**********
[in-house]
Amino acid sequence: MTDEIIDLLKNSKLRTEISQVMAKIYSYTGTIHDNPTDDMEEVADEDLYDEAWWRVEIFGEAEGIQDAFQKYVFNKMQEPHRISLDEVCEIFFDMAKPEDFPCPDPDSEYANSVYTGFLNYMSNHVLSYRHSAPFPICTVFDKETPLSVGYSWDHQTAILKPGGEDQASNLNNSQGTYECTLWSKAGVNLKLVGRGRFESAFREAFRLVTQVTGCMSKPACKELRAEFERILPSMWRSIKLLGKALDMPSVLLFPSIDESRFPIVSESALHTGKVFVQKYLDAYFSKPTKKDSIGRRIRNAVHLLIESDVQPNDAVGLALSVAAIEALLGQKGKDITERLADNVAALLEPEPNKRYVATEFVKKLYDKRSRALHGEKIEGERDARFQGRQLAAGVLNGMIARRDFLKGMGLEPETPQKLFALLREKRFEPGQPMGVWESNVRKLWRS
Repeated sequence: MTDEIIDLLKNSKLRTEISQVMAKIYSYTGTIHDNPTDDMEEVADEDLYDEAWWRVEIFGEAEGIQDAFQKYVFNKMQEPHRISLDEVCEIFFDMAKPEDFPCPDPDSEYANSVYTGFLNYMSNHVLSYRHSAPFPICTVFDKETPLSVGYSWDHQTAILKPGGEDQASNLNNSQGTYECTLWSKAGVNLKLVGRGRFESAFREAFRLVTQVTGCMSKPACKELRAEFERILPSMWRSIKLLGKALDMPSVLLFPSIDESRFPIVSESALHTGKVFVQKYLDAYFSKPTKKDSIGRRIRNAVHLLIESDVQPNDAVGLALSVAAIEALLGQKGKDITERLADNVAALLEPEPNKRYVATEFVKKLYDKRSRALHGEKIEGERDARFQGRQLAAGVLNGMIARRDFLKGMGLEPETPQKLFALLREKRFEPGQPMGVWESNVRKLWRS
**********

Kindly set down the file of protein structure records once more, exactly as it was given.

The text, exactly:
[in-house]
Amino acid sequence: MTDEIIDLLKNSKLRTEISQVMAKIYSYTGTIHDNPTDDMEEVADEDLYDEAWWRVEIFGEAEGIQDAFQKYVFNKMQEPHRISLDEVCEIFFDMAKPEDFPCPDPDSEYANSVYTGFLNYMSNHVLSYRHSAPFPICTVFDKETPLSVGYSWDHQTAILKPGGEDQASNLNNSQGTYECTLWSKAGVNLKLVGRGRFESAFREAFRLVTQVTGCMSKPACKELRAEFERILPSMWRSIKLLGKALDMPSVLLFPSIDESRFPIVSESALHTGKVFVQKYLDAYFSKPTKKDSIGRRIRNAVHLLIESDVQPNDAVGLALSVAAIEALLGQKGKDITERLADNVAALLEPEPNKRYVATEFVKKLYDKRSRALHGEKIEGERDARFQGRQLAAGVLNGMIARRDFLKGMGLEPETPQKLFALLREKRFEPGQPMGVWESNVRKLWRS
Repeated sequence: MTDEIIDLLKNSKLRTEISQVMAKIYSYTGTIHDNPTDDMEEVADEDLYDEAWWRVEIFGEAEGIQDAFQKYVFNKMQEPHRISLDEVCEIFFDMAKPEDFPCPDPDSEYANSVYTGFLNYMSNHVLSYRHSAPFPICTVFDKETPLSVGYSWDHQTAILKPGGEDQASNLNNSQGTYECTLWSKAGVNLKLVGRGRFESAFREAFRLVTQVTGCMSKPACKELRAEFERILPSMWRSIKLLGKALDMPSVLLFPSIDESRFPIVSESALHTGKVFVQKYLDAYFSKPTKKDSIGRRIRNAVHLLIESDVQPNDAVGLALSVAAIEALLGQKGKDITERLADNVAALLEPEPNKRYVATEFVKKLYDKRSRALHGEKIEGERDARFQGRQLAAGVLNGMIARRDFLKGMGLEPETPQKLFALLREKRFEPGQPMGVWESNVRKLWRS